The knock on effect of just making infrastructure for cars – the Marksbury A39 example

Myself and some of the people in the Timsbury Cycle Group has been writing to BANES and various parish councillors – Timsbury, Corston, Marksbury, and Compton Dando to try and get some help for vunerable road users for the works that will affect the Marksbury dual carriageway.

Adam asked me to write a piece about it so here goes.

Hopefully many of you have experienced ridden the A39 Marksbury dual carrisgeway in rush hour. Its pretty horrible, however it is the most direct route to get from Marksbury to Keynsham. Many cyclists who commute to Keynsham and Bristol ride through Marksbury, then have to brave the dual carriageway for about half a mile to then turn off to Keynsham.

The dual carriageway is a 70 mph speed limit, so you often have a speed differential of 50mph+ between bicycles and cars/vans/lorries. If someone decides to punish pass you. It is utterly terrifying.

Should a driver be distracted by their mobile phone and not see a cyclist, I don’t think it will end well for the cyclist.

At peak rush hour however, this dual carriageway grinds to a halt, and often a bicycle is the fastest way to proceed along it.

BANES is proposing to adjust the junction at the Two-headed man, to include two lanes. I quote “peak time queues will be substantially reduced. Cutting the queues will speed up journey times, reduce emissions and alleviate pressure on minor roads which currently experience rat running.”

Over the years I have written to BANES, Jacob Rees-Mogg, Timsbury Councillors about how I have been seeing more and more cyclists using the dual carriageway. I’ve seen children cycling down it.

I thought with the plans for this junction and how it will speed up journey times, the council would surely have considered the knock-on effect on vulnerable road users. I wrote to them again. I was wrong.

BANES keep telling me its “out of scope”. Even though changing the junction will affect the speed of traffic, and turning the road into two lanes will surely mean more danger and the continued difference in speed between bicycles and vehicles.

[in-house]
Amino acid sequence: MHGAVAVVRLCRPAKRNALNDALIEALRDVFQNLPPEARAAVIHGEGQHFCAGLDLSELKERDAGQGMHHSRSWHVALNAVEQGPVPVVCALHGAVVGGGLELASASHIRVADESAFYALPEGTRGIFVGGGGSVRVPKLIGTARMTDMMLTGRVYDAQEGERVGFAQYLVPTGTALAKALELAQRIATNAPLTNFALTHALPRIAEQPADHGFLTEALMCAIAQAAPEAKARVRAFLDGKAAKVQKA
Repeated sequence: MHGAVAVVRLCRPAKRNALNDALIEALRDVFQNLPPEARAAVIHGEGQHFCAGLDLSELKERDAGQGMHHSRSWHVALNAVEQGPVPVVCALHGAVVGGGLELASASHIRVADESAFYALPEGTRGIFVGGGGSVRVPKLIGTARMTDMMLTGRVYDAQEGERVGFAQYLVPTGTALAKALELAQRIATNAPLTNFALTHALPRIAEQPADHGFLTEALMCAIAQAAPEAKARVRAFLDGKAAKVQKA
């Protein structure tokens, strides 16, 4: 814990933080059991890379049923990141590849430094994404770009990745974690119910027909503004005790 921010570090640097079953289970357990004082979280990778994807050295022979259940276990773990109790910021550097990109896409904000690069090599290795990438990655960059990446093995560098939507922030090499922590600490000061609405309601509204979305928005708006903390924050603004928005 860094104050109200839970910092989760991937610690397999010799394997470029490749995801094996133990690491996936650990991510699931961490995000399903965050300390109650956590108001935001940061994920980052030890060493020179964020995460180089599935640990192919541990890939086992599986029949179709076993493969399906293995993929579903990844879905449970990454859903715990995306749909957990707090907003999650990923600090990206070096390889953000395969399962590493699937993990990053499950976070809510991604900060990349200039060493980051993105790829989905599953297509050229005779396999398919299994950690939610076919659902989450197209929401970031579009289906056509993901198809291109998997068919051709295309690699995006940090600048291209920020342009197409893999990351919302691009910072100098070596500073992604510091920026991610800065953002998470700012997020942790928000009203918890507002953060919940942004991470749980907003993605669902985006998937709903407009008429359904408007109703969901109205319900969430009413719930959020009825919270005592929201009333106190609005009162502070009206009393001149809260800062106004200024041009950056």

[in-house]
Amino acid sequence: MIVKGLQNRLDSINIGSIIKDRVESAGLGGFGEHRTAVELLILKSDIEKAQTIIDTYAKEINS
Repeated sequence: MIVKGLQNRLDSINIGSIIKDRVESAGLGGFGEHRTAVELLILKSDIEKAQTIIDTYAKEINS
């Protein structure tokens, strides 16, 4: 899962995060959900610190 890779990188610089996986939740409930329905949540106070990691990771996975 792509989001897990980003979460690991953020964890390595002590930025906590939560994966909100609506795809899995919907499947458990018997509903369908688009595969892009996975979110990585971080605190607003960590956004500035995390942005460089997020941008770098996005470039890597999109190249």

Anyway, myself and other Timsbury cycle group members and also Somer Valley CC have been writing to as many councillors as we can think of to get at least some kind of safety consideration for vulnerable road users along that stretch. We’ve written to BANES, Marksbury, Compton Dando and Timsbury councillors, plus a councillor in the Chew Valley Area who rides the junction each day.

Ideally there would be money for putting the dual carriageway on a road diet. There are several hundred metres of unused pavement that could be slightly widened and made dual use.

The huge central reservation could be slimmed down to make the road usable for cars and bicycles to be separated completely.

We’ve been told again. There is no money. And the dual carriageway is “out of scope”.

So, it feels like we are clutching at straws. I’ve asked for at least some signage telling drivers to watch out for cyclists and to share the lane. I don’t think we will get any, even though the junction is costing £500,000 to alter. They won’t even pay for signs. It is quite depressing to be faced with such an attitude, especially as the councils of Bristol and South Gloucester have a much more cycle-friendly approach.

I just hope I am wrong and nobody gets seriously injured or killed along that stretch.








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